Rebecca Brandewyne: Actually, I'm quite proud of No Gentle Love, and think it was a wonderful book for a 21-year-old just starting out in a writing career, in what was really at the time a brand-new genre, to have written.  Personally, I found historical romances a great deal more interesting when they were true to the times and the men and women who lived then, rather than being costume dramas filled with modern people transplanted to earlier centuries.  As for critics now and then, the vast majority have always seemed to enjoy my work no matter what, and I simply don't pay a whole lot of attention to those who don't find my work their own personal cup of tea.  Writers can't please everyone all the time, so it's fruitless even to try.  With regard to the change of roles between heroes and heroines in the last few years, I can't say that I've particularly noticed any myself.  Like all readers, I have my own favorite types of romance books that I like to read, and I don't usually read other kinds, especially nowadays, because my time is so very limited. Personally, I much prefer "alpha-hero" males myself, as I've always thought that flawed and questing "bad boys" make far more interesting and challenging characters.
 
Angela: After writing "Love, Cherish Me" you wrote the sequel "And Gold Was Ours" about the cousin of "El Lobo". I would like to know why you wanted to write this book and why you decided to "go back in history" to a time where "El Lobo", Storm and their son  Chance (who was still alive there) where still happy together. Did somebody found this confusing because your readers must have known that Chance was going to die?

Rebecca Brandewyne: I wrote And Gold Was Ours for two reasons:
(1) Lobo's cousin, Aguila, interested me as a character, so I thought he'd make a great hero in his own right; and
(2) hundreds of readers kept on writing to me over the years, demanding a sequel to Love, Cherish Me, and I didn't want to write a sequel to that particular book, as I felt I'd said all I had to say about Lobo and Storm.
As far as I know, no one found the time sequence for either book confusing; they all seemed to recognize that And Gold Was Ours simply overlapped Love, Cherish Me briefly timewise.  I call it a "companion piece."
 
Angela: You also wrote paranormal short stories about vampires and werewolfes and many of your books have a sometimes "paranormal touch". Will you maybe write a real paranormal novel one day? Or change genre?

Rebecca Brandewyne: Someday, I might write a real paranormal novel.  However, I don't have any plans to actually switch genres---with the exception of having worked off and on, for quite a number of years, on a nonfiction book about the history of the Celts and Picts, which book is now nearly completed.
 
Angela: "The Lioness Tamer" is a really wonderful circus romance. Why did you write a circus romance because a circus is a quite unusual setting for a romance and did you know "Kiss An Angel" from Susan E. Phillips before? What do you like in writing contemporary romances?

Rebecca Brandewyne: I got the idea for The LionessTamer from having taken my son to the circus and, while there, having seen a really sexy lion tamer and thinking to myself that someone like him would make a great hero for a romance novel. <G>  I like circuses myself, even though they're an unusual romance setting because they're said to be unpopular with readers.  No, I'm not familiar with Phillips's Kiss an Angel.  I don't read nearly as many romances these days as I used to twenty years ago, due to a hectic schedule and lack of time.  As for contemporary romances, the main reason I like writing them is that they don't, for me, require the kind of extensive research that I find necessary for historical romances.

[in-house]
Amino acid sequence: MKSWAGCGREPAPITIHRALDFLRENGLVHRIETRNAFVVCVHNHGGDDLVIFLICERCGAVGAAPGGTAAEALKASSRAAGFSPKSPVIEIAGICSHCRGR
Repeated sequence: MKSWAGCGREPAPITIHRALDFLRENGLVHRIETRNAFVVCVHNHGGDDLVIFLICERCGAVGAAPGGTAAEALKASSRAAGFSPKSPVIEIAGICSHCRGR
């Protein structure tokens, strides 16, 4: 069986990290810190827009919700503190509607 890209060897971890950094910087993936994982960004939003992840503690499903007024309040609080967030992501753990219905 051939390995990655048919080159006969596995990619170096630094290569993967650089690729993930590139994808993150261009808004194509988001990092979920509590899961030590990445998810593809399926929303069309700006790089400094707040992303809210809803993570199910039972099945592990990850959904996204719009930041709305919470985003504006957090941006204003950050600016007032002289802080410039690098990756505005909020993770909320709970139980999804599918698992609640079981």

Angela: You are not fixed on any historical period in your books. What period do you prefer writing about? Isn't it sometimes difficult to write about different periods because you can't use former researches?

Rebecca Brandewyne: The time period I would much prefer to write about is the Dark Ages.  But this is said to be unpopular, so most publishers aren't interested in manuscripts set during this time period, which is a pity, as the popular time periods have now basically been done to death.  No, it's not really difficult to write about different time periods, because research in various areas tends to accumulate, so that having done numerous books set in the American West, for example, I now know so much detail about that particular timeperiod that I really don't have to do much research at all for it anymore.
 
Angela: Is there any heroine or hero in your books you like most? How much of you is in your heroines? Do you have a favorite book among your books?

Rebecca Brandewyne: My favorite hero of mine is Renzo Cassavettes in my book Dust Devil.  I don't really have a favorite heroine of mine.  Sometimes, there's some of me in my heroines, but more often than not, my heroines are quite different from me, and it's bemusing when I receive fan letters from readers, saying that they "know me" from having read about my heroines.  The truth is that my heroines frequently think, say, and do things I wouldn't think, say, or do myself in a million years. <G>  That's one of the things that makes them and other characters interesting and challenging to me at a writer.  If I had to pick just one favorite book from all those I've ever written, I suppose it would be Dust Devil, for any number of reasons.  But there are actually others of my books that I like just as well, for other reasons.
 
Angela: What are your future plans and books?

Rebecca Brandewyne: I'm finishing up a contemporary romance (entitled Destiny's Daughter) for MIRA Books and have two more under contract, as well as three novellas.  Most of my historical-romance backlist is currently being reissued by Leisure Books, and I'm working on a western romance for them, as well.  I also hope finally to complete my nonfiction book on the history of the Celts and Picts this year, but that one's always getting placed on the back-burner for my romances, so it sometimes seems like a never-ending story. <G>

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Dieses Interview entstand im März 2000 zwischen Angela W. und Rebecca Brandewyne für: